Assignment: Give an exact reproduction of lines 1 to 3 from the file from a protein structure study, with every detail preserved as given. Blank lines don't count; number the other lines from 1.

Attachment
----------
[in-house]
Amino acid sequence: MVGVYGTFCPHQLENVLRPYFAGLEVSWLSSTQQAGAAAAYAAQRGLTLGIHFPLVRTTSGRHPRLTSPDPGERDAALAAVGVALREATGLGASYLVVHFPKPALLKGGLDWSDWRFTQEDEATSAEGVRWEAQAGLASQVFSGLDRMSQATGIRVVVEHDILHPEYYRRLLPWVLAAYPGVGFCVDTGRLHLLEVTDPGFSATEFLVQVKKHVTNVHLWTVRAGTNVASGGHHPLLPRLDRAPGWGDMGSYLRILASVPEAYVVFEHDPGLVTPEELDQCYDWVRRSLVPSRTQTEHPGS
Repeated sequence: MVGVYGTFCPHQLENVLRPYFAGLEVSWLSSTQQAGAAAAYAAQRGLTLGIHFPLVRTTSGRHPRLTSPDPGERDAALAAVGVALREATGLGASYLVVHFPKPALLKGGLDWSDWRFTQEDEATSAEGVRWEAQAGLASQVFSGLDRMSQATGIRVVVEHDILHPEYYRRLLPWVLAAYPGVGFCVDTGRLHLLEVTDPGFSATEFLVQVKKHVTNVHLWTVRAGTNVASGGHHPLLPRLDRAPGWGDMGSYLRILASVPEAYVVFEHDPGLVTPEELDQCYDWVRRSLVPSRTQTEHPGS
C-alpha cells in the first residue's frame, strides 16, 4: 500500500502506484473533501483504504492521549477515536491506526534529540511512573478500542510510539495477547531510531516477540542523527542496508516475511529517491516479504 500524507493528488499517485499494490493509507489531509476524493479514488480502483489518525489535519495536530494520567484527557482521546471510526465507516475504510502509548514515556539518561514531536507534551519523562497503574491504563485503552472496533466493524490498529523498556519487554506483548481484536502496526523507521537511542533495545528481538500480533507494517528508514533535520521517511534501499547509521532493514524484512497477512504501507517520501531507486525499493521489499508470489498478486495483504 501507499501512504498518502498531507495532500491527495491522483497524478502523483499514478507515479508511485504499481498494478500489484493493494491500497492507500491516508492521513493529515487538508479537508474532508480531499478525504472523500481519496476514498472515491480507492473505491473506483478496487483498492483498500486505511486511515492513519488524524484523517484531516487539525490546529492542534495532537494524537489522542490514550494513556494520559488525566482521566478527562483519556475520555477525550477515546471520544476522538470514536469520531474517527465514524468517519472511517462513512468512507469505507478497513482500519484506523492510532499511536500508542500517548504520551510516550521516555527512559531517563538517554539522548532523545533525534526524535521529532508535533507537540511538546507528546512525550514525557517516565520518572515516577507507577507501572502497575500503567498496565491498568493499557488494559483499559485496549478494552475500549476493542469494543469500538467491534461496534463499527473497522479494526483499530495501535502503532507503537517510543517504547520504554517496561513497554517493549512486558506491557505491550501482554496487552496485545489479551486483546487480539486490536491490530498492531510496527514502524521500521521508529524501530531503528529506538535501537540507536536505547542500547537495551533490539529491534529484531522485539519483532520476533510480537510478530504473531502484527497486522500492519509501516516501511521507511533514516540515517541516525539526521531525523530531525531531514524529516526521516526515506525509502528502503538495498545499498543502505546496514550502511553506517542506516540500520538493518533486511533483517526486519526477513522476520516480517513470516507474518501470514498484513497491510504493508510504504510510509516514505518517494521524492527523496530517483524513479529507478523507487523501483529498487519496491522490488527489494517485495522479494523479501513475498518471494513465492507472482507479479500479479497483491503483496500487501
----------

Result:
[in-house]
Amino acid sequence: MVGVYGTFCPHQLENVLRPYFAGLEVSWLSSTQQAGAAAAYAAQRGLTLGIHFPLVRTTSGRHPRLTSPDPGERDAALAAVGVALREATGLGASYLVVHFPKPALLKGGLDWSDWRFTQEDEATSAEGVRWEAQAGLASQVFSGLDRMSQATGIRVVVEHDILHPEYYRRLLPWVLAAYPGVGFCVDTGRLHLLEVTDPGFSATEFLVQVKKHVTNVHLWTVRAGTNVASGGHHPLLPRLDRAPGWGDMGSYLRILASVPEAYVVFEHDPGLVTPEELDQCYDWVRRSLVPSRTQTEHPGS
Repeated sequence: MVGVYGTFCPHQLENVLRPYFAGLEVSWLSSTQQAGAAAAYAAQRGLTLGIHFPLVRTTSGRHPRLTSPDPGERDAALAAVGVALREATGLGASYLVVHFPKPALLKGGLDWSDWRFTQEDEATSAEGVRWEAQAGLASQVFSGLDRMSQATGIRVVVEHDILHPEYYRRLLPWVLAAYPGVGFCVDTGRLHLLEVTDPGFSATEFLVQVKKHVTNVHLWTVRAGTNVASGGHHPLLPRLDRAPGWGDMGSYLRILASVPEAYVVFEHDPGLVTPEELDQCYDWVRRSLVPSRTQTEHPGS